Shrewd Productions' The Afterparty

We’re invited to hobnob with history’s great minds up on the astral plane


Star party: Shannon Grounds' Claire (center) rubs elbows with (l-r) Trey Deason's Johannes Kepler, Rommel Sulit's Aristophanes, and Valoneecia Tolbert's Henrietta Swan Leavitt (photo by Erich Petersen)

Reina Hardy's new play The Afterparty is a story about stars. They are astronomical bodies, so old and distant that they challenge human understanding. To poet Claire (Shannon Grounds), they are mythological beings, mortals tossed from Earth to the heavens by ancient gods.

Claire attracts the attention of one such being (Ja'Michael Darnell) by writing a poem about him. He then appears to her in the form of Devon, a childhood love interest who died when he was 12, before he and Claire could consummate their very young romance with so much as a kiss. He seduces her, and she soon finds herself on another astral plane.

I am 75 percent sure the above is correct. The exact details of the plot were fuzzy.

The central conflict in the story emerges in Act II, as Claire realizes that she has (a) been turned into a star and (b) would like to be human again, with friends and family and artisanal cheese shops and other things that give value to mortal life. (For the record, specialty cheese shops would probably be No. 3 on my list, too.)

The conflict plays out in what the play calls an afterparty, a celestial gathering at which Claire gets to hang out with three geniuses from history, mentioned in Act I when Devon and Claire are bantering as 10- and 11-year-olds, respectively, and Claire's future starry lover was only a twinkle in the sky. The afterparty scenes are the easily the best moments of the show, when Aristophanes (Rommel Sulit), Johannes Kepler (Trey Deason), and Henrietta Swan Leavitt (Valoneecia Tolbert) provide an amusing counterpoint to the earnestness of the main plot.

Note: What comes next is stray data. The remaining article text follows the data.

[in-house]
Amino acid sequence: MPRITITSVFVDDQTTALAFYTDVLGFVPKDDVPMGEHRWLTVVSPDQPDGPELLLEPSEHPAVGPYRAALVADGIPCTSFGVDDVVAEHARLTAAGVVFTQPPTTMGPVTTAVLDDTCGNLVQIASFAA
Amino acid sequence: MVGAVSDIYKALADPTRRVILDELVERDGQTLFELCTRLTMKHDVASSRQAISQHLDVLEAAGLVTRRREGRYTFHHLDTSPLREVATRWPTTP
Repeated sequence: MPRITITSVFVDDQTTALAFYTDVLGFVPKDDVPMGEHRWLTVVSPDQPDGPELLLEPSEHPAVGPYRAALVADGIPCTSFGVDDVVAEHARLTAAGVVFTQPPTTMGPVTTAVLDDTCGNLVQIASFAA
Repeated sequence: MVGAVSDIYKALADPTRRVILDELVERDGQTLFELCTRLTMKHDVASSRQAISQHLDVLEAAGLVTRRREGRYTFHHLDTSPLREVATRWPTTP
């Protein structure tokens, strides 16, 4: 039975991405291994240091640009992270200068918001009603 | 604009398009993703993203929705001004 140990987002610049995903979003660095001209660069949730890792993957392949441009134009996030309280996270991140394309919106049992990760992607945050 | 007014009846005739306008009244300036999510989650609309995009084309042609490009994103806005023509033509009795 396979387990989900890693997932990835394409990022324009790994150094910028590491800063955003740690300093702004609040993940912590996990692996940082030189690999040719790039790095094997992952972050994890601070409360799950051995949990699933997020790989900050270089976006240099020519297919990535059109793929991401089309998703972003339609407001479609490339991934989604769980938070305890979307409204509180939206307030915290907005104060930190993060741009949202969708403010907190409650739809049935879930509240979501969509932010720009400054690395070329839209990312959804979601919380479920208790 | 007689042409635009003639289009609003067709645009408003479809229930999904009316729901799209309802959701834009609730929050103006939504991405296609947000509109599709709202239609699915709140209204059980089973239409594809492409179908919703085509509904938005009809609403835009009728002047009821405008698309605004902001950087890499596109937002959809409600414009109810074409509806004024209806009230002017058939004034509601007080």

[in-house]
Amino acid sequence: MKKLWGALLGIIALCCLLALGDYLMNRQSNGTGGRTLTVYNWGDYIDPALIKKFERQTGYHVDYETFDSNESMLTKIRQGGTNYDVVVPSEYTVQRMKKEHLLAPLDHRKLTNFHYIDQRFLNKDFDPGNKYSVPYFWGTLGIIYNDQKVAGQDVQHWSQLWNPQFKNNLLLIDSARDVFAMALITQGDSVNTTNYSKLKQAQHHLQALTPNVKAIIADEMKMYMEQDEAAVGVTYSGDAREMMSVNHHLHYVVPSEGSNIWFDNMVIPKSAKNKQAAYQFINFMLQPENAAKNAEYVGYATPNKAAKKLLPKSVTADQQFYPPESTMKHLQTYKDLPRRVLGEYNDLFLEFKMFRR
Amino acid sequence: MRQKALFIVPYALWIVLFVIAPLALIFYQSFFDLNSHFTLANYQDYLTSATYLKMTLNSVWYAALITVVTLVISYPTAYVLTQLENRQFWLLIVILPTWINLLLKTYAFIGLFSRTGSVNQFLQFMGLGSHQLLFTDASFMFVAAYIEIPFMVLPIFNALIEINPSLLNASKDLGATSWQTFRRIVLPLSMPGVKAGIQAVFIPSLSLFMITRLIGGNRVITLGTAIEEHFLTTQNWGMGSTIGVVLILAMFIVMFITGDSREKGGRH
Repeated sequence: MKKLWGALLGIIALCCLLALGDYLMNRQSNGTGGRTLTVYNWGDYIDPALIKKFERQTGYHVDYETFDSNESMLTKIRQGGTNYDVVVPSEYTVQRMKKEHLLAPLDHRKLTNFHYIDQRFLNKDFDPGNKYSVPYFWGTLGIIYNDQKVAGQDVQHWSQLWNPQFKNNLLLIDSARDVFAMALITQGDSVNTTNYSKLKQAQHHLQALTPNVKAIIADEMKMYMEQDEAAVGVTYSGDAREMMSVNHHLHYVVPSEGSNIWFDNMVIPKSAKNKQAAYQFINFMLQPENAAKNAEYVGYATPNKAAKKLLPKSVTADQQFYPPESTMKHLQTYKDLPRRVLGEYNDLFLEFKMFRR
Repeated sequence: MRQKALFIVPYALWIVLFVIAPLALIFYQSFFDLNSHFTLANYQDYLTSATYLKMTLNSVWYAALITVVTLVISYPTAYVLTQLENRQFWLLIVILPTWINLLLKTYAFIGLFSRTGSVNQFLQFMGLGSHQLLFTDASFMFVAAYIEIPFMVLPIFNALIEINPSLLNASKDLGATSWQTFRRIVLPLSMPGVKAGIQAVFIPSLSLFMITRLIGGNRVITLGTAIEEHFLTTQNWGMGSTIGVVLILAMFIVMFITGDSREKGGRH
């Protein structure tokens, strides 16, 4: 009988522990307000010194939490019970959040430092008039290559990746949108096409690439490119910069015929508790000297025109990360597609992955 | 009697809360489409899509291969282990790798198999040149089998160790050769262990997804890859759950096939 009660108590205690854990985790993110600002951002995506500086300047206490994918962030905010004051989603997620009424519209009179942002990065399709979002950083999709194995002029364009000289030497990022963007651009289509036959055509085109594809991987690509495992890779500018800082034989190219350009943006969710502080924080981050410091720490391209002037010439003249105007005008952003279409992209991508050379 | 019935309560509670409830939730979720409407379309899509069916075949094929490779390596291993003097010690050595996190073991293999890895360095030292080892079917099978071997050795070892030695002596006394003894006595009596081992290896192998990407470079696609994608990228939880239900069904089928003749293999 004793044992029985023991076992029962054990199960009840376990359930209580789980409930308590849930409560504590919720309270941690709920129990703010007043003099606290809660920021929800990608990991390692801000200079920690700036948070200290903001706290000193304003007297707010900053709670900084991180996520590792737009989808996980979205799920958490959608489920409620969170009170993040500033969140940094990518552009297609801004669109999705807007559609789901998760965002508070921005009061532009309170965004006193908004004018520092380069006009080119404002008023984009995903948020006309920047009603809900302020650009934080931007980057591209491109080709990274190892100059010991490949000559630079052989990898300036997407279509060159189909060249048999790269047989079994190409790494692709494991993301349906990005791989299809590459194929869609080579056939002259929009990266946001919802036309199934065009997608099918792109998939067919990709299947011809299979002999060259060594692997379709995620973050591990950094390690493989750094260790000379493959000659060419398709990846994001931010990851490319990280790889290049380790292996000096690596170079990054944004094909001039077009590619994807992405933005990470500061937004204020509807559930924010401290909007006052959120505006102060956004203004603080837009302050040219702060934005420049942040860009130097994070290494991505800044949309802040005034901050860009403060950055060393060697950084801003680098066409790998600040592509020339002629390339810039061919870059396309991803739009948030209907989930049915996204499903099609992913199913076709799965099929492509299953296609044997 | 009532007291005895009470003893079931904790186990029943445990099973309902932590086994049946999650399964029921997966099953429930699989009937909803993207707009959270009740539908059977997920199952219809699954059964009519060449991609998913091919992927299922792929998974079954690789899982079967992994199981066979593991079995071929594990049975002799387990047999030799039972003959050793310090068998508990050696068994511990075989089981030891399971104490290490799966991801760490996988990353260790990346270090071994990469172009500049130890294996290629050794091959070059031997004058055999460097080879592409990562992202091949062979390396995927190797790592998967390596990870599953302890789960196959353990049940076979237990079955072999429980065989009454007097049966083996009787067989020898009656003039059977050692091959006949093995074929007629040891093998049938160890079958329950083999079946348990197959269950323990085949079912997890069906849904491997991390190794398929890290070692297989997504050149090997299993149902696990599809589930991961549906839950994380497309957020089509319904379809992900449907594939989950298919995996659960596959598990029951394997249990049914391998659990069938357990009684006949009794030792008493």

The cast in Shrewd Productions' world premiere performs well under Liz Fisher's direction, which keeps the actors in near-constant motion. Tolbert finds the juicy parts of each of her characters. Over the last few years, Deason has evolved into a very effective and engaging character actor, and his work is enjoyable here. The afterparty itself is so fascinating to watch, with loud personalities that easily agree and disagree, that it's tempting to wonder what a play might look like that spends all its time there, in the manner of Theresa Rebeck and Alexandra Gersten-Vassilaros' Omnium Gatherum.

The first act, however, is burdened by the oddness of the relationship between two children who alternate between speaking as children and as late teenagers. The dialogue and performances never quite home in on the curious quirks that steer conversation between fourth/fifth-graders, who are aware that adult things are out there but haven't yet mastered the vocabulary.

Andrew McIntyre's media design and Monica Pasut's costumes are eye-catching and effective. They support the imaginative world of the play, which brings mythology and science into a stage work that is cosmic in scale.


The Afterparty

The Vortex, 2307 Manor Rd., 512/478-5282
www.vortexrep.org
Through June 30
Running time: 2 hr.

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KEYWORDS FOR THIS STORY

Shrewd Productions, Reina Hardy, Liz Fisher, Shannon Grounds, Ja'Michael Darnell, Rommel Sulit, Trey Deason, Valoneecia Tolbert, Andrew McIntyre, Monica Pasut, The Vortex

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